Consumers have had troubles keeping up paying their premiums during the economic downturn.
The percentage of U.S. households with life insurance coverage is at its lowest in 50 years, leaving millions of families without a safety net, industry experts say.Only 44% of households have an individual life insurance policy, and 30% have no individual or employer-provided life insurance, according to a recent survey by LIMRA, an industry-sponsored group. Some 11 million households with children younger than 18 — viewed as families with the greatest need for coverage — have no life insurance.
The drop in insurance coverage comes at a time when premiums for term life insurance are significantly lower than they were a decade ago. For example, a 35-year-old healthy man can purchase a $500,000, 20-year term policy for about $25 a month, according to ING, a financial institution that sells life insurance. Behind the decline:
•The economic downturn. More than 40% of families said they haven’t purchased life insurance because they have other financial priorities.
At the same time, 40% of families with children under age 18 said they would have immediate trouble paying expenses if the primary breadwinner died.
•Procrastination. Unlike auto and mortgage insurance — which are typically mandatory for home and car owners — life insurance is a voluntary purchase, says Butch Britton, chief executive of ING’s US life insurance division. That causes people to put off buying it, he says.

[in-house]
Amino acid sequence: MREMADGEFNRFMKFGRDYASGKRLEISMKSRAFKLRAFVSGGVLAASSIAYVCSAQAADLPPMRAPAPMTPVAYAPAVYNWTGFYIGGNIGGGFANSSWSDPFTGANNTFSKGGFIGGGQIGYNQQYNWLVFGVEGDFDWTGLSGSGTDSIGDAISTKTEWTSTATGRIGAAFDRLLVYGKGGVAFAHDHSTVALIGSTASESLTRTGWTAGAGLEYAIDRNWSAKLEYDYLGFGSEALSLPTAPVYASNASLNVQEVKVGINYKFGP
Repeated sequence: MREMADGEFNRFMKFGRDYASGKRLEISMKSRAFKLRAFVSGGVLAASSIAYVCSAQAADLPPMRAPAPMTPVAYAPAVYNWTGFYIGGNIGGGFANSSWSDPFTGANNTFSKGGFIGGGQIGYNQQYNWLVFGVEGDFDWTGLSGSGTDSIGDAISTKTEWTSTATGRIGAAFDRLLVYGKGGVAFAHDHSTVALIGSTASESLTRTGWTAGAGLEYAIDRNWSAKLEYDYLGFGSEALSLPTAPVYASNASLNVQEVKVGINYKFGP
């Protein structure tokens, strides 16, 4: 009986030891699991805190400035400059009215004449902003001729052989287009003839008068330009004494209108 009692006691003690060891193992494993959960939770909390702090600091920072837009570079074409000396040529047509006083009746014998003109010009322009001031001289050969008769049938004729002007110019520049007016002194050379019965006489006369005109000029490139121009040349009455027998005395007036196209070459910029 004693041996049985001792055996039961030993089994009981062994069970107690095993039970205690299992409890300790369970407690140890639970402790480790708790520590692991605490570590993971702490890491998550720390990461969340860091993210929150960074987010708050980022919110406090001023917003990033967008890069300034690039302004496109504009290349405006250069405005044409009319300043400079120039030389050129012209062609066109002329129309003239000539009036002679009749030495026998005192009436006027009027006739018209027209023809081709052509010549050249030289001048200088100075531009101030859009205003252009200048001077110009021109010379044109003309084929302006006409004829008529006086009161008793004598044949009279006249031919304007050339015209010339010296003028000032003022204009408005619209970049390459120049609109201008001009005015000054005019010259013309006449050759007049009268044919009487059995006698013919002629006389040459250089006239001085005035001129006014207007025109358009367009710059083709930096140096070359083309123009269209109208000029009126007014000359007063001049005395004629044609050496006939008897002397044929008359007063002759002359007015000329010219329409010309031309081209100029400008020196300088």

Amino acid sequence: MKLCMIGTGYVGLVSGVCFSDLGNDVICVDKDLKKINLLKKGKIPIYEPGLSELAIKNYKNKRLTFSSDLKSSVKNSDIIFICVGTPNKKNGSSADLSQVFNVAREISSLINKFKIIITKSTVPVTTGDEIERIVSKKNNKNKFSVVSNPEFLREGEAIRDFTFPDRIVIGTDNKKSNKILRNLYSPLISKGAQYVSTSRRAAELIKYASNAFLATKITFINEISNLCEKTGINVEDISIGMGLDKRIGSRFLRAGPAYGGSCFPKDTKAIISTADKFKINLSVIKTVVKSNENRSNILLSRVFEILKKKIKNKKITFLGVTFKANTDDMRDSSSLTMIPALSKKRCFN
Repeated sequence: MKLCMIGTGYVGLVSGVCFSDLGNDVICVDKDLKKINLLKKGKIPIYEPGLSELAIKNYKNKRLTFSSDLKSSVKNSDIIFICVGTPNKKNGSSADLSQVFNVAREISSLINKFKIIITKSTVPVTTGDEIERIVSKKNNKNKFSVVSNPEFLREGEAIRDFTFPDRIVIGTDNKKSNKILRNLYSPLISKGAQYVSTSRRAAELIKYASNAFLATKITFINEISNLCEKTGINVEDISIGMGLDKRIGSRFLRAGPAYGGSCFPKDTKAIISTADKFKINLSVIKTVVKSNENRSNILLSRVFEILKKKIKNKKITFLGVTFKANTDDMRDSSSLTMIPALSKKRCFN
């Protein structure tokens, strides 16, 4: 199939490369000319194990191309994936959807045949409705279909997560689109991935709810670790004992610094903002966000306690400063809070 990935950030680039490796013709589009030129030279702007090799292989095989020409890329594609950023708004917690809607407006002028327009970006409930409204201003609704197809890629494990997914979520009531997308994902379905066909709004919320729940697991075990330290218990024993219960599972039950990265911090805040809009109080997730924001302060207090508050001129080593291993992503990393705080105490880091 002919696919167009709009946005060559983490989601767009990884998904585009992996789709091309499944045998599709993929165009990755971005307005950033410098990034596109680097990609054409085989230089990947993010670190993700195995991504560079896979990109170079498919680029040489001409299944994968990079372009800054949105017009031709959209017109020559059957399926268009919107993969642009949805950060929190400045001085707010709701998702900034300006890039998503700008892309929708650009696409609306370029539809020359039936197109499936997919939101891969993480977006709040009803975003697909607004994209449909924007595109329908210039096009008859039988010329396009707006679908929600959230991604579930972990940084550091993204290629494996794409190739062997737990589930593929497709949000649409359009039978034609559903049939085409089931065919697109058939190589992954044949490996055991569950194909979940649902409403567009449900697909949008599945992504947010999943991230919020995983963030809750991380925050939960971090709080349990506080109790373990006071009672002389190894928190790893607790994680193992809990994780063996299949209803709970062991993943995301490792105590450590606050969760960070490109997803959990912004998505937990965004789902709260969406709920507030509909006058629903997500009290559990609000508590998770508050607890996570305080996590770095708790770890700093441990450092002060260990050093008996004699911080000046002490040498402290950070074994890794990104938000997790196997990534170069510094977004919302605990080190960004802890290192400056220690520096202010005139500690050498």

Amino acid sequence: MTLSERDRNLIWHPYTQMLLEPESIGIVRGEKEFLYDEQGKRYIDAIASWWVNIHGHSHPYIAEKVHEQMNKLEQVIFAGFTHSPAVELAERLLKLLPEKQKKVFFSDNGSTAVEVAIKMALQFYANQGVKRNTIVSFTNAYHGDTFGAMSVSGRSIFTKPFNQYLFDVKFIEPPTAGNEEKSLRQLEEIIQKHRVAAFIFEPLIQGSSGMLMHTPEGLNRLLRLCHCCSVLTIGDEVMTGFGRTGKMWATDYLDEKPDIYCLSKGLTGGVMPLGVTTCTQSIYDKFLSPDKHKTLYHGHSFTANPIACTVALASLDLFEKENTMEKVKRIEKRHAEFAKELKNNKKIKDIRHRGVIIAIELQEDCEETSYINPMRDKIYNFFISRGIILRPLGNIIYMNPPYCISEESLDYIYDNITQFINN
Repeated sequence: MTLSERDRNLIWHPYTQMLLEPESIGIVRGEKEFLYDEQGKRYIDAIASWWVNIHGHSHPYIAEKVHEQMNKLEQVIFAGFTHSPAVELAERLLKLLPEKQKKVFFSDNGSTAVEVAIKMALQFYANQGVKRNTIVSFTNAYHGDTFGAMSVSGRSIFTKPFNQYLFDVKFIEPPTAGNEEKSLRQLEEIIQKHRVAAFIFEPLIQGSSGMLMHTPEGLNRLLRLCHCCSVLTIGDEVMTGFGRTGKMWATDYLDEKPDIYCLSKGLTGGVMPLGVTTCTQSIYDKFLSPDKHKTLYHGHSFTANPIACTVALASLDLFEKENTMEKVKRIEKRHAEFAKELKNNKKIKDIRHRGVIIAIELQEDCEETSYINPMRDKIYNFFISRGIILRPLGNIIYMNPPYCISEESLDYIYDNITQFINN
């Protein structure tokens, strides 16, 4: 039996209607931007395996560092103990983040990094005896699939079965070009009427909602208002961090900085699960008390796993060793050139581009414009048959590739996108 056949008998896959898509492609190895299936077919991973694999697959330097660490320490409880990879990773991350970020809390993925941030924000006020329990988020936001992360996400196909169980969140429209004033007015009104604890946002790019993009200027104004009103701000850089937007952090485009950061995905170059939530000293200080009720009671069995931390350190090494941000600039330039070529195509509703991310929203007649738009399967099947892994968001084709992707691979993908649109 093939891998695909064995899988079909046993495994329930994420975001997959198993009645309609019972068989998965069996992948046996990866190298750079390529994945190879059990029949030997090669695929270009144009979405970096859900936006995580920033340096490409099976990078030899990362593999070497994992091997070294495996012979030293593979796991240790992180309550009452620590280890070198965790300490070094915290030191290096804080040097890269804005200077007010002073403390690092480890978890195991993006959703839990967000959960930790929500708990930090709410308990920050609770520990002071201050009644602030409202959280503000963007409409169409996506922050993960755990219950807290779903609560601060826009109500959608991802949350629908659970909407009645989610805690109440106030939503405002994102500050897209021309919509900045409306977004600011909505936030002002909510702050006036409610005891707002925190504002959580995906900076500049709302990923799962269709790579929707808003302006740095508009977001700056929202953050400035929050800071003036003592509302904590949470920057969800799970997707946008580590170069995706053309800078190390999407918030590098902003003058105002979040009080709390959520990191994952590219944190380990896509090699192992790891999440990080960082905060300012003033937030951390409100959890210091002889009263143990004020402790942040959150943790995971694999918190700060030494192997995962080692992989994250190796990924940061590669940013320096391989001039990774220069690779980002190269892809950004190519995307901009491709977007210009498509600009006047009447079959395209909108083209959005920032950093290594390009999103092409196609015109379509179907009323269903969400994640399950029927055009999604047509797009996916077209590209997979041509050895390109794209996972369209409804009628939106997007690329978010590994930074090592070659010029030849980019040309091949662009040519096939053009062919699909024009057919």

Procrastination can backfire, because young, healthy people can usually get the least expensive premiums, says Amy Danise, managing editor for Insure.com. “A lot of people really overlook the whole need (for insurance) until they have a health condition, and then life insurance prices are out of reach for them,” she says.
•Fewer insurance agents. Nearly 80% of families don’t have a personal life insurance agent or broker, according to LIMRA. The decline in premiums for term life insurance has made it more difficult for agents who sell the policies to make enough money to cover their expense, Britton says.
In 2010, there were 184,873 “affiliated agents”— insurance agents who primarily or exclusively sell one insurance company’s products — down from more than 246,000 two decades ago, according to LIMRA. And life insurance agents who have stayed in the business are increasingly selling permanent life insurance to affluent families. Permanent life insurance has a savings component and doesn’t expire, but it is more expensive than term insurance.
Insurance companies are adopting several strategies to reach out to middle-income families who don’t have a life insurance agent.
MetLife is aggressively marketing its group life insurance policies to employers, says Todd Katz, executive vice president of insurance products. Employees can typically buy the policies through payroll deduction, sometimes at a lower cost than an individual policy. MetLife is also investing heavily in programs that allow customers to buy insurance policies online or by phone, Katz says.
In addition, websites such as AccuQuote.com allow consumers to shop for insurance online.
But despite the growth of such sites, most insurance is still purchased “face to face from a live person at the kitchen table,” says Byron Udell, chief executive of AccuQuote.
And with fewer agents knocking on doors, he says, “there’s less of it getting bought.”
Via USA Today